Hybrid Electronic & Photonic Materials and Phenomena
Electronic and photonic phenomena based on combining the properties of organic, inorganic, and biological materials systems have emerged as important areas of fundamental and technologically oriented research. Such hybrid systems offer unique electronic and photonic functions that cannot be obtained from the individual systems alone. The goal of the proposed conference will be to discuss and analyze new and exciting phenomena that are only possible when organic and inorganic materials are combined and to better understand their potential impact via the exciting cross-disciplinary discussion and repartee that only Gordon conferences can offer. Continuous development of the hybrid electronics/photonics field will have important impacts in two aspects. Most immediately, it will help us to answer a number of fundamental questions that are emerging in the interdisciplinary fields of contemporary physical sciences. Over the longer term, it will also unlock the potential for paradigm-changing solutions to important challenges of the 21stcentury, such as solar energy utilization and environmentally friendly technologies, among others. Examples of topics that could be covered by the conference include the following.
- Dye-sensitized photoelectrochemical solar cells, also known as Graetzel cells. The synergy between nano-structured inorganic semiconductors, organic and metal-organic sensitizers, organic or inorganic electrolytes, and inorganic or metal-organic redox partners offers a rich interplay of dissimilar forms of matter. The performance of these cells in solar energy conversion is of interest from both fundamental scientific and technological standpoints.
- Hybrid organic-inorganic micro- and nano-photonic structures and circuitry. The ability of inorganic structures such as lithographically nanostructured silicon to capture and manipulate light in complementary, synthetically tailored organic p-electron optical networks offers new opportunities for high-speed optical signal processing in highly miniaturized devices. Furthermore, combining such high-response organic materials with transparent oxide modulating electrodes offers new opportunities to create high-speed optical signal processing circuitry with minimal power consumption.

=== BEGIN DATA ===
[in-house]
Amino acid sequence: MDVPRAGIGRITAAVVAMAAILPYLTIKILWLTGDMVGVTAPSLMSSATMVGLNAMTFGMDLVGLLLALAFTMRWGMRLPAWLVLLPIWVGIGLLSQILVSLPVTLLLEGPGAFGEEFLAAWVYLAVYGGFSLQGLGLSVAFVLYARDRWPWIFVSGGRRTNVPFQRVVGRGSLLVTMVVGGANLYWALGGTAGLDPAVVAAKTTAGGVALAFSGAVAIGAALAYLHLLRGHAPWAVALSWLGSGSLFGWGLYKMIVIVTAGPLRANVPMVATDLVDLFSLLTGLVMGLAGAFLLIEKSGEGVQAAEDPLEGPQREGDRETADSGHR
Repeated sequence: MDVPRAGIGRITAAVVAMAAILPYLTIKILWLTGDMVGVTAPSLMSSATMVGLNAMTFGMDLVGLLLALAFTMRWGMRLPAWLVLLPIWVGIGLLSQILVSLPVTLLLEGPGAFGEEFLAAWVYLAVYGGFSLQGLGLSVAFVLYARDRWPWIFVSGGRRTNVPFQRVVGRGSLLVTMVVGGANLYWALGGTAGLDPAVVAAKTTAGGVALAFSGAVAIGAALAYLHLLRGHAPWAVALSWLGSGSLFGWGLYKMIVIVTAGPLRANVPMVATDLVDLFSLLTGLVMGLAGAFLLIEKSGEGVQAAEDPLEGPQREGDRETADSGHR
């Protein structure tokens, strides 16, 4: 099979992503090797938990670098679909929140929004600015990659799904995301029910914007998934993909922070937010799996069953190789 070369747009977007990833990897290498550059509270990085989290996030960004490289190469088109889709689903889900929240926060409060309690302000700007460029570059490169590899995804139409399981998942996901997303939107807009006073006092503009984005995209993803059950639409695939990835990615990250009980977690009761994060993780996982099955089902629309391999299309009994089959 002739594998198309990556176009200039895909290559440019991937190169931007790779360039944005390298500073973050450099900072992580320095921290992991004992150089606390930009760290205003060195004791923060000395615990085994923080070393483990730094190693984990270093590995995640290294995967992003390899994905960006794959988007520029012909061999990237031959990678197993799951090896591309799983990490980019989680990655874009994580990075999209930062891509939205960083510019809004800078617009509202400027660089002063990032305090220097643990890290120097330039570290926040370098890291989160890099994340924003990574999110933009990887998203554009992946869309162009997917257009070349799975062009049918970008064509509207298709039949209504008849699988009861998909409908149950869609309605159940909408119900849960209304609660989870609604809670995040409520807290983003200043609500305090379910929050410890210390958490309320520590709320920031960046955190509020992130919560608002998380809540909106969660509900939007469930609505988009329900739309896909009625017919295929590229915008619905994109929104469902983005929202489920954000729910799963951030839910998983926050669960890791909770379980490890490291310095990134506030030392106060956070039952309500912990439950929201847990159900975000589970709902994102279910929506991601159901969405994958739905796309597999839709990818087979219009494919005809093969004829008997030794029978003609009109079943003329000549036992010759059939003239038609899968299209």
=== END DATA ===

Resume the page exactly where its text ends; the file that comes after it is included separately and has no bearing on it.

- Hybrid organic-inorganic photovoltaic phenomena. Positive but not always well-understood synergies between inorganic electrodes, organic or inorganic interfacial layers, and active layers that consist of both organic and inorganic constituents can achieve solar cell performance greater than that achieved by organic materials alone. The challenges in this area include understanding how these diverse materials interact and how they can be tailored to maximize light capture, power conversion efficiency, durability, and manufacturability.
- Hybrid functional electronic structures. Positive but poorly understood interactions between organic or inorganic semiconductors, gate dielectrics, organic or inorganic conductors can give rise to high-performance electronic circuitry that can be both mechanically flexible and optically transparent. The interplay between such diverse materials is of both fundamental scientific and technological interest. In some cases these materials combinations allow roll-to-roll printing of circuitry, and the first technologies are now entering the marketplace.
- Hybrid organic and inorganic luminescent materials. There are many emerging examples of hybrid electronic and photonic materials finding applications in biological systems for bio-sensing and bio-imaging. Organic and inorganic luminescence materials have been used in bioimaging applications recently and have yielded exciting results.
- Hybrid inorganic-organic biological photonic structures. There is growing evidence that some photosynthetic marine organisms grow, via biomineralization, optically transparent inorganic structures to serve as light pipes to power their photosynthetic machinery.
In short, the hybrid electronics/photonics GRC will feature sessions on currently very active topics that include dye-sensitized solar cells and organic/inorganic interfacial phenomena, as well as emerging areas and new phenomena such as graphene-based hybrid devices and organic/inorganic luminescence in bio-imaging. World leaders in all of these areas will be speakers and discussion leaders, making the conference an excellent forum for scientists from different disciplines to meet and initiate new research directions.
This GRC will take place in Hong Kong, because of its location and history as the meeting point of East and West, making it an ideal place to coordinate the world-wide activities in the field.
What is a GRC? Gordon Research Conferences (GRC) are 5-day meetings that bring scientists together from around the world to present and discuss unpublished research with other leaders in their field.